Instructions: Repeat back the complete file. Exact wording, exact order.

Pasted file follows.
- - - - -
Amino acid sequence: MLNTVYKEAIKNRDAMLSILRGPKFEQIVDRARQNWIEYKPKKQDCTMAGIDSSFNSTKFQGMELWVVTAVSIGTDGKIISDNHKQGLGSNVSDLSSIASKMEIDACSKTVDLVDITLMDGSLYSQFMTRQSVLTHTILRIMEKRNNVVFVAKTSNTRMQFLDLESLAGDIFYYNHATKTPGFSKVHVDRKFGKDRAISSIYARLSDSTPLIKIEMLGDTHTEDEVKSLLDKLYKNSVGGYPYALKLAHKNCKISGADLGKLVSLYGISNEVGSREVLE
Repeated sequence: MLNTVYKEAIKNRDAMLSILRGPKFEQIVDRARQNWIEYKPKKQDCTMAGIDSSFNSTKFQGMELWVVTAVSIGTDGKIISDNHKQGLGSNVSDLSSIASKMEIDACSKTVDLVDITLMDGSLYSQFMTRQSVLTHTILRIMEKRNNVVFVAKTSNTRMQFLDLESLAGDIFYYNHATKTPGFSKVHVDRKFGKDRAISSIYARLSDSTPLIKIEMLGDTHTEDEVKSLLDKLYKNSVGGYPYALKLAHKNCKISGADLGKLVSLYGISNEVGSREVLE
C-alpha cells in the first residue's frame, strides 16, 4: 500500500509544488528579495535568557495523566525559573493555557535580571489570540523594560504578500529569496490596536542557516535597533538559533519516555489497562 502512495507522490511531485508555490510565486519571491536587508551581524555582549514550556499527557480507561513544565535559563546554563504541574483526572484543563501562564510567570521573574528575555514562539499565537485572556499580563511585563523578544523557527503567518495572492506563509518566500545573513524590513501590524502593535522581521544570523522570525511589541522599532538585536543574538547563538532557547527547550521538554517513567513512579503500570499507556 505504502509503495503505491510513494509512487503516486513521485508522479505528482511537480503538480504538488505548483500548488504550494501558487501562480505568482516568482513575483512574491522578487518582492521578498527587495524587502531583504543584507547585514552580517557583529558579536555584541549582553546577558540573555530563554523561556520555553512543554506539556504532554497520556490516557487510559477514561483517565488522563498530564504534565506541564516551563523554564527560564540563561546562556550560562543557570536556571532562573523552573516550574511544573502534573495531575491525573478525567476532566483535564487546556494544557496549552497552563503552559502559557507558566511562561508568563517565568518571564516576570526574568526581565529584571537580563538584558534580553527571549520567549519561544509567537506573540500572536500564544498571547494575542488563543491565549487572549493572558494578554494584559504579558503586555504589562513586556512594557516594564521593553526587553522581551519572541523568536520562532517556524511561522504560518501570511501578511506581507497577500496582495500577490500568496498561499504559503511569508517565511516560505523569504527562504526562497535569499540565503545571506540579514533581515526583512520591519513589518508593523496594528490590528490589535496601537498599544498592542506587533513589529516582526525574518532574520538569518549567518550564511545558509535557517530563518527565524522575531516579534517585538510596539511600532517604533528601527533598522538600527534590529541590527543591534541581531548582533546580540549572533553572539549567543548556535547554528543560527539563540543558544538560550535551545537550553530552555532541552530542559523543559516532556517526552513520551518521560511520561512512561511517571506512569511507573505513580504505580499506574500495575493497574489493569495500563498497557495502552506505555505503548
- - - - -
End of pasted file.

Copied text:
Amino acid sequence: MLNTVYKEAIKNRDAMLSILRGPKFEQIVDRARQNWIEYKPKKQDCTMAGIDSSFNSTKFQGMELWVVTAVSIGTDGKIISDNHKQGLGSNVSDLSSIASKMEIDACSKTVDLVDITLMDGSLYSQFMTRQSVLTHTILRIMEKRNNVVFVAKTSNTRMQFLDLESLAGDIFYYNHATKTPGFSKVHVDRKFGKDRAISSIYARLSDSTPLIKIEMLGDTHTEDEVKSLLDKLYKNSVGGYPYALKLAHKNCKISGADLGKLVSLYGISNEVGSREVLE
Repeated sequence: MLNTVYKEAIKNRDAMLSILRGPKFEQIVDRARQNWIEYKPKKQDCTMAGIDSSFNSTKFQGMELWVVTAVSIGTDGKIISDNHKQGLGSNVSDLSSIASKMEIDACSKTVDLVDITLMDGSLYSQFMTRQSVLTHTILRIMEKRNNVVFVAKTSNTRMQFLDLESLAGDIFYYNHATKTPGFSKVHVDRKFGKDRAISSIYARLSDSTPLIKIEMLGDTHTEDEVKSLLDKLYKNSVGGYPYALKLAHKNCKISGADLGKLVSLYGISNEVGSREVLE
C-alpha cells in the first residue's frame, strides 16, 4: 500500500509544488528579495535568557495523566525559573493555557535580571489570540523594560504578500529569496490596536542557516535597533538559533519516555489497562 502512495507522490511531485508555490510565486519571491536587508551581524555582549514550556499527557480507561513544565535559563546554563504541574483526572484543563501562564510567570521573574528575555514562539499565537485572556499580563511585563523578544523557527503567518495572492506563509518566500545573513524590513501590524502593535522581521544570523522570525511589541522599532538585536543574538547563538532557547527547550521538554517513567513512579503500570499507556 505504502509503495503505491510513494509512487503516486513521485508522479505528482511537480503538480504538488505548483500548488504550494501558487501562480505568482516568482513575483512574491522578487518582492521578498527587495524587502531583504543584507547585514552580517557583529558579536555584541549582553546577558540573555530563554523561556520555553512543554506539556504532554497520556490516557487510559477514561483517565488522563498530564504534565506541564516551563523554564527560564540563561546562556550560562543557570536556571532562573523552573516550574511544573502534573495531575491525573478525567476532566483535564487546556494544557496549552497552563503552559502559557507558566511562561508568563517565568518571564516576570526574568526581565529584571537580563538584558534580553527571549520567549519561544509567537506573540500572536500564544498571547494575542488563543491565549487572549493572558494578554494584559504579558503586555504589562513586556512594557516594564521593553526587553522581551519572541523568536520562532517556524511561522504560518501570511501578511506581507497577500496582495500577490500568496498561499504559503511569508517565511516560505523569504527562504526562497535569499540565503545571506540579514533581515526583512520591519513589518508593523496594528490590528490589535496601537498599544498592542506587533513589529516582526525574518532574520538569518549567518550564511545558509535557517530563518527565524522575531516579534517585538510596539511600532517604533528601527533598522538600527534590529541590527543591534541581531548582533546580540549572533553572539549567543548556535547554528543560527539563540543558544538560550535551545537550553530552555532541552530542559523543559516532556517526552513520551518521560511520561512512561511517571506512569511507573505513580504505580499506574500495575493497574489493569495500563498497557495502552506505555505503548